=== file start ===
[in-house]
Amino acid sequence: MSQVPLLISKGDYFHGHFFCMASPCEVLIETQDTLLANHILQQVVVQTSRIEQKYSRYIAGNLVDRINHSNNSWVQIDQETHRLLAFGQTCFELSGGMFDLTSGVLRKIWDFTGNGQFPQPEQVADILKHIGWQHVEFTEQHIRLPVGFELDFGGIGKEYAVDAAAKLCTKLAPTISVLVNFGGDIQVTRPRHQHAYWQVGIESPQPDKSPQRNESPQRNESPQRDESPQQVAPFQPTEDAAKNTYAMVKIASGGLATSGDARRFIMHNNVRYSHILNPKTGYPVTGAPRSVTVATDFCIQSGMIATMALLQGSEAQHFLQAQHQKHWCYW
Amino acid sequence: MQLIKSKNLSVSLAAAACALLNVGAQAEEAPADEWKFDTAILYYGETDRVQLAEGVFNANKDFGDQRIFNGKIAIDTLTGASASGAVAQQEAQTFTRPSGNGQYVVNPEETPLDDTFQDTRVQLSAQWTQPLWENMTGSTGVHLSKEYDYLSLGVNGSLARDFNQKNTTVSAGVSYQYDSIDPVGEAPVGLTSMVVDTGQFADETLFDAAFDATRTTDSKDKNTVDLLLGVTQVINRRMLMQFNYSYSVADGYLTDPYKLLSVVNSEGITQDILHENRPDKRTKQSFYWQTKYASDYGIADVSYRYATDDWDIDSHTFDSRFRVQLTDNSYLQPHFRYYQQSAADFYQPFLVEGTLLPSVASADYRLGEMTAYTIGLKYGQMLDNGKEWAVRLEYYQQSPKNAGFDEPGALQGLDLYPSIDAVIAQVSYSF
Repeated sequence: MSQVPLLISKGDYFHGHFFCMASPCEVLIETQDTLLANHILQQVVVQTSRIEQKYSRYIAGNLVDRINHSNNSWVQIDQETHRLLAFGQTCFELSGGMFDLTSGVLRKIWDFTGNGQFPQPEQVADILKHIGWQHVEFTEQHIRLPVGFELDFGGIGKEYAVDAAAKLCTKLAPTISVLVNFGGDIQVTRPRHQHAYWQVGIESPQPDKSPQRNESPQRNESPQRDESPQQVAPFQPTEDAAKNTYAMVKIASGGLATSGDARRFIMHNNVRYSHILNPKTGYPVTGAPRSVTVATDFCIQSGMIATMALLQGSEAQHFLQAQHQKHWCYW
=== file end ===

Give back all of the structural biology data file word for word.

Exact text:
[in-house]
Amino acid sequence: MSQVPLLISKGDYFHGHFFCMASPCEVLIETQDTLLANHILQQVVVQTSRIEQKYSRYIAGNLVDRINHSNNSWVQIDQETHRLLAFGQTCFELSGGMFDLTSGVLRKIWDFTGNGQFPQPEQVADILKHIGWQHVEFTEQHIRLPVGFELDFGGIGKEYAVDAAAKLCTKLAPTISVLVNFGGDIQVTRPRHQHAYWQVGIESPQPDKSPQRNESPQRNESPQRDESPQQVAPFQPTEDAAKNTYAMVKIASGGLATSGDARRFIMHNNVRYSHILNPKTGYPVTGAPRSVTVATDFCIQSGMIATMALLQGSEAQHFLQAQHQKHWCYW
Amino acid sequence: MQLIKSKNLSVSLAAAACALLNVGAQAEEAPADEWKFDTAILYYGETDRVQLAEGVFNANKDFGDQRIFNGKIAIDTLTGASASGAVAQQEAQTFTRPSGNGQYVVNPEETPLDDTFQDTRVQLSAQWTQPLWENMTGSTGVHLSKEYDYLSLGVNGSLARDFNQKNTTVSAGVSYQYDSIDPVGEAPVGLTSMVVDTGQFADETLFDAAFDATRTTDSKDKNTVDLLLGVTQVINRRMLMQFNYSYSVADGYLTDPYKLLSVVNSEGITQDILHENRPDKRTKQSFYWQTKYASDYGIADVSYRYATDDWDIDSHTFDSRFRVQLTDNSYLQPHFRYYQQSAADFYQPFLVEGTLLPSVASADYRLGEMTAYTIGLKYGQMLDNGKEWAVRLEYYQQSPKNAGFDEPGALQGLDLYPSIDAVIAQVSYSF
Repeated sequence: MSQVPLLISKGDYFHGHFFCMASPCEVLIETQDTLLANHILQQVVVQTSRIEQKYSRYIAGNLVDRINHSNNSWVQIDQETHRLLAFGQTCFELSGGMFDLTSGVLRKIWDFTGNGQFPQPEQVADILKHIGWQHVEFTEQHIRLPVGFELDFGGIGKEYAVDAAAKLCTKLAPTISVLVNFGGDIQVTRPRHQHAYWQVGIESPQPDKSPQRNESPQRNESPQRDESPQQVAPFQPTEDAAKNTYAMVKIASGGLATSGDARRFIMHNNVRYSHILNPKTGYPVTGAPRSVTVATDFCIQSGMIATMALLQGSEAQHFLQAQHQKHWCYW